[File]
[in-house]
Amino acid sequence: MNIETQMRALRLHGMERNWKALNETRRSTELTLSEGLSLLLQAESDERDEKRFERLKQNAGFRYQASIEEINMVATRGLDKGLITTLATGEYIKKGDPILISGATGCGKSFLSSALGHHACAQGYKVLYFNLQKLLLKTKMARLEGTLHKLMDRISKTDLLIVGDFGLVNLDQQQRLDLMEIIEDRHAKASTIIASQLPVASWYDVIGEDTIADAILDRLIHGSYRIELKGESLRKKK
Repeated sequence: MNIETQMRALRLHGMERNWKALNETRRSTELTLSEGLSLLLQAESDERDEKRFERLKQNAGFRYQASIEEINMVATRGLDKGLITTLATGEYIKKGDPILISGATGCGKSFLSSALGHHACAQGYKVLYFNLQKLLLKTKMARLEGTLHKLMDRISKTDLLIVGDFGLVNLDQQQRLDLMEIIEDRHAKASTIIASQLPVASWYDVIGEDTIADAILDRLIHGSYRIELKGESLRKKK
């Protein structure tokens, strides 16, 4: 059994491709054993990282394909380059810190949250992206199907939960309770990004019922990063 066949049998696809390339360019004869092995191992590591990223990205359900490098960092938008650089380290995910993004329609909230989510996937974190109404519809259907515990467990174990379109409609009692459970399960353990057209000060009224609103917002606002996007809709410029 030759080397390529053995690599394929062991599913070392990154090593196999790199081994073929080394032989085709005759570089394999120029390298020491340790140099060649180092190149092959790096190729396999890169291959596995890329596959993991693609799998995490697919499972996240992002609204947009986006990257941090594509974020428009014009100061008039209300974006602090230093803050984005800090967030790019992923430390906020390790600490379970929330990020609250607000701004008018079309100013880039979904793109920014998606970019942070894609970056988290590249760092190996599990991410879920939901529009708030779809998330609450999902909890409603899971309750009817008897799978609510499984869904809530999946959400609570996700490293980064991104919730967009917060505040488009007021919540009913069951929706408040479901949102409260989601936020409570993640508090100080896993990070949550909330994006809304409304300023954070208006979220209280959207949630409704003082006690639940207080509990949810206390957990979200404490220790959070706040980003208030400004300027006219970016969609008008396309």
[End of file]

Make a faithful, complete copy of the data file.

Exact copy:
[in-house]
Amino acid sequence: MNIETQMRALRLHGMERNWKALNETRRSTELTLSEGLSLLLQAESDERDEKRFERLKQNAGFRYQASIEEINMVATRGLDKGLITTLATGEYIKKGDPILISGATGCGKSFLSSALGHHACAQGYKVLYFNLQKLLLKTKMARLEGTLHKLMDRISKTDLLIVGDFGLVNLDQQQRLDLMEIIEDRHAKASTIIASQLPVASWYDVIGEDTIADAILDRLIHGSYRIELKGESLRKKK
Repeated sequence: MNIETQMRALRLHGMERNWKALNETRRSTELTLSEGLSLLLQAESDERDEKRFERLKQNAGFRYQASIEEINMVATRGLDKGLITTLATGEYIKKGDPILISGATGCGKSFLSSALGHHACAQGYKVLYFNLQKLLLKTKMARLEGTLHKLMDRISKTDLLIVGDFGLVNLDQQQRLDLMEIIEDRHAKASTIIASQLPVASWYDVIGEDTIADAILDRLIHGSYRIELKGESLRKKK
């Protein structure tokens, strides 16, 4: 059994491709054993990282394909380059810190949250992206199907939960309770990004019922990063 066949049998696809390339360019004869092995191992590591990223990205359900490098960092938008650089380290995910993004329609909230989510996937974190109404519809259907515990467990174990379109409609009692459970399960353990057209000060009224609103917002606002996007809709410029 030759080397390529053995690599394929062991599913070392990154090593196999790199081994073929080394032989085709005759570089394999120029390298020491340790140099060649180092190149092959790096190729396999890169291959596995890329596959993991693609799998995490697919499972996240992002609204947009986006990257941090594509974020428009014009100061008039209300974006602090230093803050984005800090967030790019992923430390906020390790600490379970929330990020609250607000701004008018079309100013880039979904793109920014998606970019942070894609970056988290590249760092190996599990991410879920939901529009708030779809998330609450999902909890409603899971309750009817008897799978609510499984869904809530999946959400609570996700490293980064991104919730967009917060505040488009007021919540009913069951929706408040479901949102409260989601936020409570993640508090100080896993990070949550909330994006809304409304300023954070208006979220209280959207949630409704003082006690639940207080509990949810206390957990979200404490220790959070706040980003208030400004300027006219970016969609008008396309």